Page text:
Skip site navigation (1)Skip section navigation (2)
Date:      Tue, 5 Apr 2011 17:58:18 +0200
From:      Polytropon <freebsd@edvax.de>
To:        Michael =?ISO-8859-1?Q?Gr=FCnewald?= <michaelgrunewald@yahoo.fr>
Cc:        FreeBSD questions <freebsd-questions@freebsd.org>
Subject:   Re: Place to install library of shell functions
Message-ID:  <20110405175818.4681d6f5.freebsd@edvax.de>
In-Reply-To: <4D9B3403.2070704@yahoo.fr>
References:  <4D9B3403.2070704@yahoo.fr>

Next in thread | Previous in thread | Raw E-Mail | Index | Archive | Help
On Tue, 05 Apr 2011 17:23:47 +0200, Michael Gr=FCnewald <michaelgrunewald@y=
ahoo.fr> wrote:
> Dear FreeBSD users,
>=20
>=20
> today I come to you with what seems to be somehow pedantic question: =20
> where is the best place to install libraries of shell functions.

Depends. Are you interested in shell functions you install
from a port / package, or your own shell functions?



> I read hier(4) carefully and it seems the correct place for this would=20
> be somewhere under `/usr/local/share':
>=20
>                  share/    architecture-independent files

This structure usually serves the purpose of /usr/share,
but for software installed by ports or packages, as the
/usr/local/ subtree "duplicates" the system's structures
in many cases.



> On the base systems, many macros (make templates and groff macros) are=20
> actually installed under /usr/share.  However, the only library of shell=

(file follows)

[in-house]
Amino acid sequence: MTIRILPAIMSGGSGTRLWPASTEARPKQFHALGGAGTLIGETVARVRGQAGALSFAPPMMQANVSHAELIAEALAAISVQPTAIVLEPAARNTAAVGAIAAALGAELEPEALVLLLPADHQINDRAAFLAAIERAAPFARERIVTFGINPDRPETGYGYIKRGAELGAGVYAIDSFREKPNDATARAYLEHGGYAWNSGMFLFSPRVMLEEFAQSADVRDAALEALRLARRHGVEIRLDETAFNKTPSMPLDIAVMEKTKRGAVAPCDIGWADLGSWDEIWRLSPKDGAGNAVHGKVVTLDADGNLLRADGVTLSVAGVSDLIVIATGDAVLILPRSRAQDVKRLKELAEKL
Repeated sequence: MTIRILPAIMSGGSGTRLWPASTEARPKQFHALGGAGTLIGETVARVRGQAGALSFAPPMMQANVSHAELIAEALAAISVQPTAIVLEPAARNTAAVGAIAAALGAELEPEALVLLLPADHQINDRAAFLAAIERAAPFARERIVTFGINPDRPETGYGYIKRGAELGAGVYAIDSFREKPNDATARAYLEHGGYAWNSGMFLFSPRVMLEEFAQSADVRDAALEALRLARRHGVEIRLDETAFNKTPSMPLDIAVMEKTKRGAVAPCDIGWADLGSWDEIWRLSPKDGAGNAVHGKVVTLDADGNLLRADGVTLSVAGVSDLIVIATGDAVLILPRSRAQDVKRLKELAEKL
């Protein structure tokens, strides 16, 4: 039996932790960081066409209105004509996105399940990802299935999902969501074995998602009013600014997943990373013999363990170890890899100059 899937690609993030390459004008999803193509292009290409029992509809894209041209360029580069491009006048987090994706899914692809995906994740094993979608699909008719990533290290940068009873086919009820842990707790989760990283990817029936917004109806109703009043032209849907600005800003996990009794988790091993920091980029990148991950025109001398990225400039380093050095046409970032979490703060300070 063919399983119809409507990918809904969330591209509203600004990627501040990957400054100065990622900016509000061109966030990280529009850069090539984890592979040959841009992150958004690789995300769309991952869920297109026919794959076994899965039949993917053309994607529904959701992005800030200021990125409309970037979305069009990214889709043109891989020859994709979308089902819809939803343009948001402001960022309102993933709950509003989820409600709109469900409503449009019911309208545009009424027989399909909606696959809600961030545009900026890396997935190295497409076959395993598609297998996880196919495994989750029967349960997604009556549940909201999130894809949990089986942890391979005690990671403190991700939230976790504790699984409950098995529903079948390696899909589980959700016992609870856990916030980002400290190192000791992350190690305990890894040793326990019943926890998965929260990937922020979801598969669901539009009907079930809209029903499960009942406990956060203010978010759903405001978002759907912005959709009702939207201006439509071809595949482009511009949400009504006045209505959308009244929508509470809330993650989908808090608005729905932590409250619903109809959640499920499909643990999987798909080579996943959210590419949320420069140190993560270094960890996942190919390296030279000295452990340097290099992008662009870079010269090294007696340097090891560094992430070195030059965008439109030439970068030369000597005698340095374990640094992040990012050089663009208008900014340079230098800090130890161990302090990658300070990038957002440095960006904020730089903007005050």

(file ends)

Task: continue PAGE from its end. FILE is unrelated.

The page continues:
=20
> functions I am aware of is `/etc/rc.subr', that landed on this funny=20
> location, probably to be pretty sure that this library is on the same=20
> filesystem as the scripts under /etc/rc.d.

I guess that's the intention behind this decision. You'll
see that many things on FreeBSD are determined by a well-
intended thought, rather than an arbitrary "Oh, why don't
we just put it ... *throw a dice* ... here?"



> Several of the ports install shell scripts under `/usr/local/lib' that=20
> hier(4) devotes to  ``shared and archive ar(1)-type libraries''.  These=20
> shell scripts are:
>=20
>  > find /usr/local/lib -name '*.sh'
> /usr/local/lib/tk8.5/tkConfig.sh
> /usr/local/lib/seamonkey/run-mozilla.sh
> /usr/local/lib/libxul/run-mozilla.sh
> /usr/local/lib/rpm/convertrpmrc.sh
> /usr/local/lib/rpm/find-lang.sh
> /usr/local/lib/rpm/getpo.sh
> /usr/local/lib/rpm/u_pkg.sh
> /usr/local/lib/rpm/vpkg-provides.sh
> /usr/local/lib/rpm/vpkg-provides2.sh
> /usr/local/lib/firefox/run-mozilla.sh
> /usr/local/lib/tcl8.5/tclConfig.sh
> /usr/local/lib/thunderbird/run-mozilla.sh
> /usr/local/lib/llvm-gcc-2.8/gcc/x86_64-portbld-freebsd8.2/4.2.1/install-t=
ools/fixinc.sh
>=20
> Two files (the `/usr/local/lib/tcl8.5/tclConfig.sh' one and the=20
> `s/tcl/tk/g' one) are actually shell script libraries (defining a bunch=20
> of variables), and all the others are ancillary scripts, that would=20
> maybe better fit in `/usr/local/libexec'.

It depends on where the respective port maintainer want to
have them.



> So, practical experience does not really second my a priori that these=20
> files sould go under the `share' hierarchy and I would like to have your=
=20
> opinion on this question.

Many software is ported from Linux, so their structures,
or sometimes the lack of, is applied.

For example, I put _my_ stuff that is NOT managed by ports and
definitely does NOT belong to the system into an /opt subtree,
a Solaris-ism I'm "abusing": /opt/bin is in $PATH, so anything
system-wide executable is located there, and /opt/share
does contain non-executable shell scripts (e. g. those with
helper functionalities) or files with settings (that are
sourced by something else) - things that usually are not
called directly.




--=20
Polytropon
Magdeburg, Germany
Happy FreeBSD user since 4.0
Andra moi ennepe, Mousa, ...



Want to link to this message? Use this URL: <http://docs.FreeBSD.org/cgi/mid.cgi?20110405175818.4681d6f5.freebsd>